My job title these days is content strategist, and one of the consequences of that is I often have to explain what I do and why it matters. In the interest of honing my own spiel, I’ve read and collected many other spiels. This take on the subject, excerpted from the new book The Elements of Content Strategy, is my favorite to date.
Here’s a taste:
Let us meditate for a moment on James Bond. Clever and tough as he is, he’d be mincemeat a hundred times over if not for the hyper-competent support team that stands behind him. When he needs to chase a villain, the team summons an Aston Martin DB5. When he’s poisoned by a beautiful woman with dubious connections, the team offers the antidote in a spring-loaded, space-age infusion device. When he emerges from a swamp overrun with trained alligators, it offers a shower, a shave, and a perfectly tailored suit. It does not talk down to him or waste his time. It anticipates his needs, but does not offer him everything he might ever need, all the time.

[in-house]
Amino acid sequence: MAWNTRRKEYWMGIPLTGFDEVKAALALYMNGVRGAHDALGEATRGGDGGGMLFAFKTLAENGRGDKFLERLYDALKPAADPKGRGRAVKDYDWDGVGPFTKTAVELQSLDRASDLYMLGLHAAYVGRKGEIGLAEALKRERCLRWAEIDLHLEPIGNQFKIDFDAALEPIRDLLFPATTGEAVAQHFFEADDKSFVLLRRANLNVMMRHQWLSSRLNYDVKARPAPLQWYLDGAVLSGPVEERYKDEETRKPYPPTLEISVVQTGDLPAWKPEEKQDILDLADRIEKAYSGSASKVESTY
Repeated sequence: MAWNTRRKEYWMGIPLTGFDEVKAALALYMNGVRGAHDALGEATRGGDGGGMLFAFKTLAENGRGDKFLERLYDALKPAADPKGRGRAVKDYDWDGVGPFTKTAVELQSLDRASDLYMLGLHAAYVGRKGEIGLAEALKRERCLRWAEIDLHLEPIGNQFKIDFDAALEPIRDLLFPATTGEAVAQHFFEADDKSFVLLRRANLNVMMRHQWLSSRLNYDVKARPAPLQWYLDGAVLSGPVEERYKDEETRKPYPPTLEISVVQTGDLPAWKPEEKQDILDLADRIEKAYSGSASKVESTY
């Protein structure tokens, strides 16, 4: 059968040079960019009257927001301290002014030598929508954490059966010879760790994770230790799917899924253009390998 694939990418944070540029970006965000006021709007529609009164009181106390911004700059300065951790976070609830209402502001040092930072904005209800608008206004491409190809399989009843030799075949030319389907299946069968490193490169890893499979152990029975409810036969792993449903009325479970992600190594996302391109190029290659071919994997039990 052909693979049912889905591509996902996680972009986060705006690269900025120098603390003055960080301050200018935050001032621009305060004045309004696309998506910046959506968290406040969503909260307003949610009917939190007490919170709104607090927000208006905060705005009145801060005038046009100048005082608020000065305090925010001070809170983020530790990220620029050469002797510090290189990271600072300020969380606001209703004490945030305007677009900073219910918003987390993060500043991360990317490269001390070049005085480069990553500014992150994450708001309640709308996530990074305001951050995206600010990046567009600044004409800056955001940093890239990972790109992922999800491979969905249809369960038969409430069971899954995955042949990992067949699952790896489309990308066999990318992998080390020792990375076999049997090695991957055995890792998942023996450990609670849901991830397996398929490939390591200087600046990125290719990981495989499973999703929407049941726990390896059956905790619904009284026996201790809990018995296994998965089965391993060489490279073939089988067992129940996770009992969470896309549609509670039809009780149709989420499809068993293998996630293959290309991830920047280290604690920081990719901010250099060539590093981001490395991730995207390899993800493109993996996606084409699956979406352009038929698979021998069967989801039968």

Content is appropriate for users when it helps them accomplish their goals.
Content is perfectly appropriate for users when it makes them feel like geniuses on critically important missions, offering them precisely what they need, exactly when they need it, and in just the right form. All of this requires that you get pretty deeply into your users’ heads, if not their tailoring specifications.
Can’t wait to read the whole book.